Xenergie's Leadership and Change Blog

Why it is so difficult to Let Go, have no attachments and be in ayni (Andean principle of balance)?

“Most of our troubles are due to our passionate desire for and attachment to things that we misapprehend as enduring entities.” ~Dalai Lama

Life will throw at you different experiences, some are positive and some you perceive as negative and unpleasant. When you hang on to a negative or unpleasant experience you are constantly thinking about it, widening your neuro-pathways in the brain and becoming attach to the script of your story. Neuroscience tells us the fastest and the most connected synaptic pathways are those we use and recall most often, like skiing down a slope of fresh powder snow the bigger the “tracks” the easier the skiing..

And when you constantly think about that negative event you prevent yourself from moving on and the negative stories blind you to your power to dream and create. It’s like having a negative thought-cloud above your head all day which follows you around. Do you get the feeling? Sounds familiar doesn’t it?
How many pleasant memories do you recall everyday? The average people has 60,000 thoughts per day and of these more than 80% are ‘negative’ or ‘moving away meta patterns’ dwelling on fixing problems so it’s not rocket science to become attached to your script and becoming the director, producer, lead-actor, designer, editor….which role do you enjoy best?

Steve Karpman’s well known life script in transactional psychology portrays the roles of Persecutor, Rescuer and Victim in psychological games.

The more emotional baggage you carry the worse life gets. Why? Because you’ve filled your mind up with negative experiences and you continually hang on to something that doesn’t allow you to move forward, in short, you’re carrying useless baggage that’s really slowing you down.

Think of it this way: you’re on a hiking trip and along the way you keep picking up heavy objects, things that really don’t serve you. After a while, these objects begin to slow you down, your backpack is getting heavy and unless you get rid of them, you’ll never complete your trip as depicted in the movie “Up in the Air” (2009) by George Clooney’s secondary job as a motivational speaker.

As legend goes, an Elder of the Apache Indian tribe was teaching his grandchildren about life. He said to them, “A terrible fight is going on inside of me, and it is a struggle between two wolves. One wolf represents fear, anger, envy, greed, arrogance, hatred, intolerance, self-pity, false pride, regret and resentment.

The other wolf symbolizes peace, love, hope, humility, kindness, tolerance, courage, empathy, generosity, truth, forgiveness and compassion. The same fight is going on inside you, my children, and inside every other person, too.”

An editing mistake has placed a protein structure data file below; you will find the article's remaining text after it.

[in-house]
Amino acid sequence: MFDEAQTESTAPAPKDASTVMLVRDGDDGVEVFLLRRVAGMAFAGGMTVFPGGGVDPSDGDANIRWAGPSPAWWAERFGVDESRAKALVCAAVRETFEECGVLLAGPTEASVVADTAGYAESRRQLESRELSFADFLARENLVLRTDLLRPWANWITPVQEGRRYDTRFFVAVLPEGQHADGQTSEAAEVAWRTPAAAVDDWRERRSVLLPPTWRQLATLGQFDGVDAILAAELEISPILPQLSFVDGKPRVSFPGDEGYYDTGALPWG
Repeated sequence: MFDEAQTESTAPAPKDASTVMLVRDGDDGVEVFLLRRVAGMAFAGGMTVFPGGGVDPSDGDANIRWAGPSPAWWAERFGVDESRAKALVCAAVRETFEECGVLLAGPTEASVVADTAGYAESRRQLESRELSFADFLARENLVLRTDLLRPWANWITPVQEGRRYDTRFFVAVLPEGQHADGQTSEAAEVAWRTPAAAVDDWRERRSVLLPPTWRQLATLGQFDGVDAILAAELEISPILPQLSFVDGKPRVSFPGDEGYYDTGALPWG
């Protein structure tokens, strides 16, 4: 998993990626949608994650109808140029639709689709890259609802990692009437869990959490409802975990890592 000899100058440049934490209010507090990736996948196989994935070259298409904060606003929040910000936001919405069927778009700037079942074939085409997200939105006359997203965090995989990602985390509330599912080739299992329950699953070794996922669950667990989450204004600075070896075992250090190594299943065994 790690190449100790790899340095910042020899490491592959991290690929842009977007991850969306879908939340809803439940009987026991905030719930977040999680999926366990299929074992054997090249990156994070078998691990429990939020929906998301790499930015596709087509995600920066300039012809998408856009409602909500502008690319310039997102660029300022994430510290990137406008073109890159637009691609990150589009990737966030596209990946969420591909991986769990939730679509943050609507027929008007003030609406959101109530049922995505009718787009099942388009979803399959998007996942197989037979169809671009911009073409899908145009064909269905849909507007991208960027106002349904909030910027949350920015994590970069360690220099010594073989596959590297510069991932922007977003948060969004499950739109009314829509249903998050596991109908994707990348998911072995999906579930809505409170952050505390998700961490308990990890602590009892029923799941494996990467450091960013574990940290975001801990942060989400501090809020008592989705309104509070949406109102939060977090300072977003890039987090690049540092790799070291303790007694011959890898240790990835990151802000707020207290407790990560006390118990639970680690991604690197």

The grandchildren thought about the story for a while. Finally, one child asked, “Which wolf will win, Grandfather?”

The old man simply replied, “The one you feed.”

It took me a while to understand we are all capable of creating our own reality, our own path in life. We are contributing to creating this reality by our words, thoughts and actions – all of which carry their own energy, their own wavelengths.  Everything is made up of energy as per quantum physics and the elementary particles of this energy behave both like particles and like waves – so this emotional baggage has an interconnected flow of energy and it reverberates and permeates like a cloud.

Ancient teachings from many cultures suggest that our physical bodies are surrounded by a Luminous Energy Field (LEF) that records every thought, word, and indeed directed at or generated by us. Emotional traumas (i.e. anxiety, depression) like bruises that are hit over and over, can leave deep imprints on our LEF. These imprints, when triggered by seemingly unrelated events, can cause us to relive old hurts or respond to situations or relationships in predictable, if unhealthy, patterns that are difficult to break or overcome.
Essentially, the LEF or bubble of energy surrounding each of us contains the blueprint for our physical bodies.

To let go is to look for areas in our lives where imbalance or disharmony may prevail in our thoughts, words, feelings, actions or beliefs and seek new ways of bringing harmony and congruence to our lives, the Andean principle of “ayni” harmony within or without or both.
One of the most important teachings of Zen Buddhism is non-attachment. The teaching of non-attachment may be easy to understand, but it is not easy to practice “The origin of suffering is attachment”. I see attachments as energetic cords that binds two individuals, two objects; like feeding tubes which you use to continuously nourish yourself with the sour milk of anger and  resentment and if you don’t cut those toxic ties the scripts will replay again and again with a change of scenery and obviously characters.

When you stop trying to grasp, own, and control the world around you, you give it the freedom to fulfil you without the power to destroy you. That’s why letting go is so important: letting go is letting happiness in, a well described process in The Trance of Scarcity: Stop Holding Your Breath and Start Living Your Life from Victoria Castle.
It’s no simple undertaking to let go of attachment—not a one-time decision, like pulling off a band-aid. Instead, it’s a day-to-day, moment-to-moment commitment that involves changing the way you experience and interact with everything you instinctively want to grasp.
The good news is we already have all the “technology” we need to make the fundamental shift away.

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